Ashland Health’s resident IBCLC Katie McGee answers questions from real moms about mastitis and plugged ducts

A mother’s instinct is like no other, especially when breastfeeding or pumping isn’t feeling quite right. For first time mothers, this feeling and the associated symptoms can be nerve-wracking, to say the least. In order to give you the best answers and advice possible, we asked our resident IBCLC for some insights on plugged ducts, mastitis, how to tell the difference between the two, and when it’s time to go to the doctor.

Ask the IBCLC: Mastitis and Plugged Ducts

1. What is the difference between a plugged milk duct and mastitis?

A plugged duct is an area of milk that is not draining from the lactating breast. Within this area, milk flow is obstructed. This may feel like a little nodule or engorged section of the breast. A plugged duct usually comes on gradually and affects only one breast, leaving a mother with local symptoms that may include:

  • A small or large lump. This may leave a section of engorgement in the region of the plug
  • The area that is not draining well may feel tender or swollen
  • A more subtle area of tenderness or pain
  • More pain associated before a feeding and often nursing on the affected side may be uncomfortable
  • Decreased milk supply and/or pumping output from the affected breast

Mastitis is an inflammation of the breast that can be caused by obstruction or infection of the breast. It is most common in the first 2-3 weeks, but can occur during any stage in lactation. Mastitis usually comes on quickly and the mother feels more widespread, systemic symptoms than with a plugged duct. Local symptoms are generally the same as with a plugged duct, but symptoms unique to mastitis include:

  • A fever of 101.3 or greater, chills, flu-like symptoms such as aching and malaise
  • Mastitis usually only affects one breast, though it can happen in both
  • Heat, swelling and pain generally more intense than with a plugged duct
  • A segment of the breast may appear red or red streaks may be present
  • Broken skin on the nipple with obvious signs of infection
  • Blood/pus is present in milk
  • Red streaking is present
  • Temperature increases suddenly

2. What are common precursors to these lactation problems?

Milk Stasis (milk staying in instead of coming out through nursing or pumping) is the main cause of both plugged ducts and mastitis. Other plugged duct precursors include: Engorgement, latching problems, ineffective suck or Tongue tie, nipple pain, a sleepy or distracted baby, oversupply, hurried feedings or limiting baby’s time at breast, a blocked nipple pore, pressure on the duct (from fingers, tight bra or clothing, prone sleeping, diaper bag), and inflammation from injury, bacterial or yeast infection. Changes in pattern of removal due to pain, teething, pacifier use, lifestyle change (returning to work or baby suddenly sleeping longer) scheduled feedings, abrupt weaning, supplementing could be the plugged duct culprit, too.

Stress, fatigue, anemia and weakened immunity often precede both plugged ducts and mastitis, and an unresolved plugged duct can easily escalate to mastitis. Sore, cracked, or bleeding nipples offer a point of entry for infection, and a hospital stay increases a mother’s exposure to infectious organisms. Having a history of mastitis is a contributing factor, too.

3. How are mastitis and plugged ducts treated?

Treatment for both are very similar. It is better to aggressively resolve a plugged duct with the goal of avoiding mastitis. Do not decrease or stop nursing or pumping, as this increases potential complications. In fact, extra nursing or pumping generally gets things back to normal within a short time, so nurse frequently and empty the breasts thoroughly. Use heat, a warm compress or a gentle massage before nursing, and loosen your bra and any constrictive clothing to aid milk flow. Rest with your baby conveniently located for easy nursing, and when you are unable to breastfeed, express milk frequently and thoroughly.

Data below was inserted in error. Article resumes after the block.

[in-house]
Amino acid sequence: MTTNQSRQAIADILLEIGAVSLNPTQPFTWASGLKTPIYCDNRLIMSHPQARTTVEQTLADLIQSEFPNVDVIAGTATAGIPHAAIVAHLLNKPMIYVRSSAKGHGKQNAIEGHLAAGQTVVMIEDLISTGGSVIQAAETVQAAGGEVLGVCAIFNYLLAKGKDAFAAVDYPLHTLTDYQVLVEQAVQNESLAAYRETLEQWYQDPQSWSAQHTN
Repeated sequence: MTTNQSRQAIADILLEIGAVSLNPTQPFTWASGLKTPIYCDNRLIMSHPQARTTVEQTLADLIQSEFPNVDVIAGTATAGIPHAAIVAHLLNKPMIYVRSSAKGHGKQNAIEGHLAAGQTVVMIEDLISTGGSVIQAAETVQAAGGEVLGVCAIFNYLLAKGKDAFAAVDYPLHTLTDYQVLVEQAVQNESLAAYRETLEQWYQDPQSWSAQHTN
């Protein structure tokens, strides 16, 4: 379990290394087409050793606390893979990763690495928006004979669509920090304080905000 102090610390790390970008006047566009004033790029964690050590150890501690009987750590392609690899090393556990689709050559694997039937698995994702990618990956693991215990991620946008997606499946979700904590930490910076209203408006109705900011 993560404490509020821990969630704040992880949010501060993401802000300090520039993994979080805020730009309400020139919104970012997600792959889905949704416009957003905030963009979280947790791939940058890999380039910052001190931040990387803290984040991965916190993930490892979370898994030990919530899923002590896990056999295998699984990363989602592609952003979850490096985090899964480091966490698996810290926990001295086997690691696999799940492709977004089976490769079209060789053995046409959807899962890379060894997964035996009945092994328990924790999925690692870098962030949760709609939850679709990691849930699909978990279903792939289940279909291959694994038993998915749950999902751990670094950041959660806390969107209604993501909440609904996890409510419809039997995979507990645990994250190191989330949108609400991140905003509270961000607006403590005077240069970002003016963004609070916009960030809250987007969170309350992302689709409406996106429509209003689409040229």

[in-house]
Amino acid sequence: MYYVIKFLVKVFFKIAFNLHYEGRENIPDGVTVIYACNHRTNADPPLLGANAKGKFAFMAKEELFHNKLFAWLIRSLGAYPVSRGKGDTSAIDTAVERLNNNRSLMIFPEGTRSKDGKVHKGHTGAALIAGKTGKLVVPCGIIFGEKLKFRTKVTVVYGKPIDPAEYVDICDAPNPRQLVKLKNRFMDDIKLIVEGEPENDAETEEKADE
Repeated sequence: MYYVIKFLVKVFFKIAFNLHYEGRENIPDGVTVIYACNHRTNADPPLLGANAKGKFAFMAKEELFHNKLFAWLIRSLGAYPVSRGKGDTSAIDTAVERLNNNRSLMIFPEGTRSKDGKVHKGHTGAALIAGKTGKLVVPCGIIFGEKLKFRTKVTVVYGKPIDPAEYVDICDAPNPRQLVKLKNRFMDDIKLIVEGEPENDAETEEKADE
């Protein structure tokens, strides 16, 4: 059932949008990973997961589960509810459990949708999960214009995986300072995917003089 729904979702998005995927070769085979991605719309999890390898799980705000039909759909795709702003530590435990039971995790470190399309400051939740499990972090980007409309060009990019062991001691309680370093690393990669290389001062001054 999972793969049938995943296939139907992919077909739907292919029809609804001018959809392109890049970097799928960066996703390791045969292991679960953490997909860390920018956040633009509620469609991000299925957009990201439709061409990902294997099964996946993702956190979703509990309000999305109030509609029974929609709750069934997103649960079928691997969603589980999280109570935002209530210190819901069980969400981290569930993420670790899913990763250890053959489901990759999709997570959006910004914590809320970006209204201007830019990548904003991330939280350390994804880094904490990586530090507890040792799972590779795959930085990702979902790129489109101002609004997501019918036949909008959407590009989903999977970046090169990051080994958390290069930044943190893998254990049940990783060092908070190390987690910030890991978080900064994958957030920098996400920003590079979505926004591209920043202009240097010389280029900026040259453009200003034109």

Antibiotics are safe with breastfeeding, although not always needed for treating mastitis. Most doctors recommend a 10-14 day oral antibiotic treatment to prevent relapse. Do not discontinue treatment earlier than prescribed. Some mothers choose exclusively natural treatments. A bruised feeling may remain in the area for a few days to a week after a plugged duct or mastitis has resolved, so get extra help around the house so you can take it easy for a couple of days. Stringy or thickened milk may be noticeable as a plugged duct or mastitis is clearing up.

4. How do you prevent mastitis?

Proactively avoid situations that cause milk becoming trapped in your breast. There are precautions mothers can take, but some women just seem to be more prone to mastitis and plugged ducts than others.

5. How can a breast pump help?

Talk to an IBCLC about your personal profile to find out what may have led to this complication and how best to avoid it in the future. A proactive lactation home visit can provide a wealth of understanding about how to avoid this common complication in the first place. A pump observation and assessment may reveal if you are using the right size breastshield (flange) which is important as an improper size may lead to problems. It would also reveal if thorough emptying is occurring with the frequency, length and efficacy of your pump and pumping sessions.

Mothers who have experienced either mastitis or a plugged duct know just how inconvenient, and sometimes alarming, it can be. If you are experiencing any of these symptoms, or if something just doesn’t seem right, call your doctor. It’s better to exhaust all possibilities than let things get worse. If you have more questions or would like to schedule a visit with one of our in-house IBCLCs, contact Ashland Women’s Health today.